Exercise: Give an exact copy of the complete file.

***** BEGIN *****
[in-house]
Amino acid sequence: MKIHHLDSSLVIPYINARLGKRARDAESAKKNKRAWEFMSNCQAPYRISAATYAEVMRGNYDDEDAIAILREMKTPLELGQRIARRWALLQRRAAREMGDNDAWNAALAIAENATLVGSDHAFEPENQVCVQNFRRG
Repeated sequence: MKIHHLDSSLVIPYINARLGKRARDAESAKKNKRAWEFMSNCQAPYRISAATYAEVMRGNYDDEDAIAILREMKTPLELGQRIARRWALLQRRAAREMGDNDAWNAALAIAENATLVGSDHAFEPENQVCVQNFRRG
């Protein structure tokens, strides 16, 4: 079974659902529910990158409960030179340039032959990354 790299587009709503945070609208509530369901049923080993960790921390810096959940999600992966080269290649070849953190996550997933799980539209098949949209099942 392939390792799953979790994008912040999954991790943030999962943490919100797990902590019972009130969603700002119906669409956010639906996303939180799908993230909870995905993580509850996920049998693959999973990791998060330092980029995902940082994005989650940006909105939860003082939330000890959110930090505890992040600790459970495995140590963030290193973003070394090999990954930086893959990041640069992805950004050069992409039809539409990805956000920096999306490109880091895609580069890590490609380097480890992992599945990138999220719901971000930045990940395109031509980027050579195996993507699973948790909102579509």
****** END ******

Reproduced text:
[in-house]
Amino acid sequence: MKIHHLDSSLVIPYINARLGKRARDAESAKKNKRAWEFMSNCQAPYRISAATYAEVMRGNYDDEDAIAILREMKTPLELGQRIARRWALLQRRAAREMGDNDAWNAALAIAENATLVGSDHAFEPENQVCVQNFRRG
Repeated sequence: MKIHHLDSSLVIPYINARLGKRARDAESAKKNKRAWEFMSNCQAPYRISAATYAEVMRGNYDDEDAIAILREMKTPLELGQRIARRWALLQRRAAREMGDNDAWNAALAIAENATLVGSDHAFEPENQVCVQNFRRG
């Protein structure tokens, strides 16, 4: 079974659902529910990158409960030179340039032959990354 790299587009709503945070609208509530369901049923080993960790921390810096959940999600992966080269290649070849953190996550997933799980539209098949949209099942 392939390792799953979790994008912040999954991790943030999962943490919100797990902590019972009130969603700002119906669409956010639906996303939180799908993230909870995905993580509850996920049998693959999973990791998060330092980029995902940082994005989650940006909105939860003082939330000890959110930090505890992040600790459970495995140590963030290193973003070394090999990954930086893959990041640069992805950004050069992409039809539409990805956000920096999306490109880091895609580069890590490609380097480890992992599945990138999220719901971000930045990940395109031509980027050579195996993507699973948790909102579509």